PFF: Prior to the production of this film, you had zero experience in VR. How hard was it to make that transition from being a traditional filmmaker to a VR filmmaker?

GK: I was very confused at first, because I had to get used to the idea that there was no framing — when you’re a filmmaker of two-dimensional cinema, your brain works in a certain kind of way, and everything is based on this small rectangle. With VR, I couldn’t embrace the fact that what I saw in real life would be what I saw in the final product, but that’s something that you deal with, and such new way of representation becomes a very powerful tool.

Thankfully, I was a media artist before a narrative filmmaker, and VR was very strangely similar to theatre more than cinema. Once I accepted the limits and potential of the medium, it actually became a lot easier, because you don’t have to lie…what you see is what you get. It’s not as specific or manipulative as 2D cinema, and it can be really liberating for a person like me.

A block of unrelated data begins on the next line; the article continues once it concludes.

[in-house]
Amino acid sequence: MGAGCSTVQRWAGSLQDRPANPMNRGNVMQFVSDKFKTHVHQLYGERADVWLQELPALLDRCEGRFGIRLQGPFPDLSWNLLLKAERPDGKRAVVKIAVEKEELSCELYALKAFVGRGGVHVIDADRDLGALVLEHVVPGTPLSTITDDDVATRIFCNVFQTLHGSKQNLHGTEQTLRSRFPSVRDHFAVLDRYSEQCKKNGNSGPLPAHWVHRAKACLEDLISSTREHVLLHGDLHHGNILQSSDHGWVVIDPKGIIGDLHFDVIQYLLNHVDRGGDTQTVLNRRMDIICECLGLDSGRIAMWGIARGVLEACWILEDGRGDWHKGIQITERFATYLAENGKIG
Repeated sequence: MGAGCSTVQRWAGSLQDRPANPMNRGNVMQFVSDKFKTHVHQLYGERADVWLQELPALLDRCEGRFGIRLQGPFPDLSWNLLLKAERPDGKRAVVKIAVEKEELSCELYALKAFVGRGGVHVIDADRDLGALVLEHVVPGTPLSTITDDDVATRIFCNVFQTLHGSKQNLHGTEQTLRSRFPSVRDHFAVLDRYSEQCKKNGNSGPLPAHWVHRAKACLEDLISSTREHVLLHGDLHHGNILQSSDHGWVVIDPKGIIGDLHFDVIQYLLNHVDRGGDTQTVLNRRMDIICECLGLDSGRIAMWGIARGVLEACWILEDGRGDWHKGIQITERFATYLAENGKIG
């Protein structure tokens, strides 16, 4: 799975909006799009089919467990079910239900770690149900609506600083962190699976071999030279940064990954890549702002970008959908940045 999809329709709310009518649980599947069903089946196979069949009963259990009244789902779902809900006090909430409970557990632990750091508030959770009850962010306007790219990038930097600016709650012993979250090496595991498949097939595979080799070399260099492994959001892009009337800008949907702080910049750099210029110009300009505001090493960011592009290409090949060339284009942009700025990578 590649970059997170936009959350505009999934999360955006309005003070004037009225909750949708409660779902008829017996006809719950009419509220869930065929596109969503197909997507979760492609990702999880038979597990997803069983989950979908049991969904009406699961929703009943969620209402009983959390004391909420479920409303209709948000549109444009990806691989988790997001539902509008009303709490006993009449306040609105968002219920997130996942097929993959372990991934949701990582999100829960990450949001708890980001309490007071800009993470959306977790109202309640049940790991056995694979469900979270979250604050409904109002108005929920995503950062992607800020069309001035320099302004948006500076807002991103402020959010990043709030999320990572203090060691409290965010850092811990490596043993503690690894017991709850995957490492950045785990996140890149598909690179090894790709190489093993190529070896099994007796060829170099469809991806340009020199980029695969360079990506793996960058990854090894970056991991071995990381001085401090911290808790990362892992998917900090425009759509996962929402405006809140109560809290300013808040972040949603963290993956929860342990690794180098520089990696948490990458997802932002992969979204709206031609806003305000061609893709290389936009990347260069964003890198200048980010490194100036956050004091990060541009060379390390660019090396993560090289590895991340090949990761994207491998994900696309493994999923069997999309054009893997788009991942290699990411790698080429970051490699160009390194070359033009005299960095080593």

PFF: What were some of the challenges when making this film?

GK: Ironically, the biggest challenge had nothing to do with VR – it was the research. Because it was such a brutal murder and such a heavy topic to talk about, just like I was struggling to come up with the right kind of tone and characters for the feature film, it was very difficult for me to set the right kind of narrative for VR and do research based on that.